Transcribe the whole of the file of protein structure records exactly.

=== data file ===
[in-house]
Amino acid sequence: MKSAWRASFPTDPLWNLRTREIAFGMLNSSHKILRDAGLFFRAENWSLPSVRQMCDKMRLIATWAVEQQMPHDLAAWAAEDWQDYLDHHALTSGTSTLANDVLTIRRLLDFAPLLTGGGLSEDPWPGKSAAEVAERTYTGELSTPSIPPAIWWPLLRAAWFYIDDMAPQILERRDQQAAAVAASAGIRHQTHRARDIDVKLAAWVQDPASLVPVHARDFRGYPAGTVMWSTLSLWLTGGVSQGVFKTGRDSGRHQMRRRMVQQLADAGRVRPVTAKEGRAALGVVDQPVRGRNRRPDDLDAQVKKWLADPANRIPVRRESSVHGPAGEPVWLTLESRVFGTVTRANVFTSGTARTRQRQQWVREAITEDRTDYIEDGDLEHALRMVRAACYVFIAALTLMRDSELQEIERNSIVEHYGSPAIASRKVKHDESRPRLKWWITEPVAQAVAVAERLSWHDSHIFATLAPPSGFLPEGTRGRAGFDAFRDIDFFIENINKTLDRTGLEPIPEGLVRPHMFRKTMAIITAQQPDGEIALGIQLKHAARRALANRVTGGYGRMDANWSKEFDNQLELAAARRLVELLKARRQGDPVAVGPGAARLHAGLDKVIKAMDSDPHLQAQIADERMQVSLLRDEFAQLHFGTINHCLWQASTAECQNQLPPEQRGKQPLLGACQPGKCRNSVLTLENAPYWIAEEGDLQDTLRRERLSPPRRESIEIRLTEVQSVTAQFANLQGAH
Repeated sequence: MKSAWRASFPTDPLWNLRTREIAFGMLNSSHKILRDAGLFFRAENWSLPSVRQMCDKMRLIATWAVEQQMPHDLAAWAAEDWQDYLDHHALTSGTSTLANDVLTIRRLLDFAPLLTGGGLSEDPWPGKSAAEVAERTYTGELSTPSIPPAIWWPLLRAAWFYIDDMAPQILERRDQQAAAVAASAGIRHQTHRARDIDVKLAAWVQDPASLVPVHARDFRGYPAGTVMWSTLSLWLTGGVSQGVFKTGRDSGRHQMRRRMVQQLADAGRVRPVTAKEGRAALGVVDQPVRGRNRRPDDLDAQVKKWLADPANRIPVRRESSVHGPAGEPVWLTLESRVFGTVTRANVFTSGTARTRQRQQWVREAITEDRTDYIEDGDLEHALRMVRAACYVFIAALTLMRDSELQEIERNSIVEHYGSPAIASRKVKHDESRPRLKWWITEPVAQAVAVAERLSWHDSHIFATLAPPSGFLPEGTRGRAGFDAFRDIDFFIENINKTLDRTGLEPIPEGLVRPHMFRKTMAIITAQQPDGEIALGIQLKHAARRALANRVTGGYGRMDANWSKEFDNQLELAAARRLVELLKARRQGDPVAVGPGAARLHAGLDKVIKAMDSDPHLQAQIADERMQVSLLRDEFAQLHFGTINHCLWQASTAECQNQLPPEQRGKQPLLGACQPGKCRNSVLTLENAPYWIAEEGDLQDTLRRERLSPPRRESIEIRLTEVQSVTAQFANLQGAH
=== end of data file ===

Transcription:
[in-house]
Amino acid sequence: MKSAWRASFPTDPLWNLRTREIAFGMLNSSHKILRDAGLFFRAENWSLPSVRQMCDKMRLIATWAVEQQMPHDLAAWAAEDWQDYLDHHALTSGTSTLANDVLTIRRLLDFAPLLTGGGLSEDPWPGKSAAEVAERTYTGELSTPSIPPAIWWPLLRAAWFYIDDMAPQILERRDQQAAAVAASAGIRHQTHRARDIDVKLAAWVQDPASLVPVHARDFRGYPAGTVMWSTLSLWLTGGVSQGVFKTGRDSGRHQMRRRMVQQLADAGRVRPVTAKEGRAALGVVDQPVRGRNRRPDDLDAQVKKWLADPANRIPVRRESSVHGPAGEPVWLTLESRVFGTVTRANVFTSGTARTRQRQQWVREAITEDRTDYIEDGDLEHALRMVRAACYVFIAALTLMRDSELQEIERNSIVEHYGSPAIASRKVKHDESRPRLKWWITEPVAQAVAVAERLSWHDSHIFATLAPPSGFLPEGTRGRAGFDAFRDIDFFIENINKTLDRTGLEPIPEGLVRPHMFRKTMAIITAQQPDGEIALGIQLKHAARRALANRVTGGYGRMDANWSKEFDNQLELAAARRLVELLKARRQGDPVAVGPGAARLHAGLDKVIKAMDSDPHLQAQIADERMQVSLLRDEFAQLHFGTINHCLWQASTAECQNQLPPEQRGKQPLLGACQPGKCRNSVLTLENAPYWIAEEGDLQDTLRRERLSPPRRESIEIRLTEVQSVTAQFANLQGAH
Repeated sequence: MKSAWRASFPTDPLWNLRTREIAFGMLNSSHKILRDAGLFFRAENWSLPSVRQMCDKMRLIATWAVEQQMPHDLAAWAAEDWQDYLDHHALTSGTSTLANDVLTIRRLLDFAPLLTGGGLSEDPWPGKSAAEVAERTYTGELSTPSIPPAIWWPLLRAAWFYIDDMAPQILERRDQQAAAVAASAGIRHQTHRARDIDVKLAAWVQDPASLVPVHARDFRGYPAGTVMWSTLSLWLTGGVSQGVFKTGRDSGRHQMRRRMVQQLADAGRVRPVTAKEGRAALGVVDQPVRGRNRRPDDLDAQVKKWLADPANRIPVRRESSVHGPAGEPVWLTLESRVFGTVTRANVFTSGTARTRQRQQWVREAITEDRTDYIEDGDLEHALRMVRAACYVFIAALTLMRDSELQEIERNSIVEHYGSPAIASRKVKHDESRPRLKWWITEPVAQAVAVAERLSWHDSHIFATLAPPSGFLPEGTRGRAGFDAFRDIDFFIENINKTLDRTGLEPIPEGLVRPHMFRKTMAIITAQQPDGEIALGIQLKHAARRALANRVTGGYGRMDANWSKEFDNQLELAAARRLVELLKARRQGDPVAVGPGAARLHAGLDKVIKAMDSDPHLQAQIADERMQVSLLRDEFAQLHFGTINHCLWQASTAECQNQLPPEQRGKQPLLGACQPGKCRNSVLTLENAPYWIAEEGDLQDTLRRERLSPPRRESIEIRLTEVQSVTAQFANLQGAH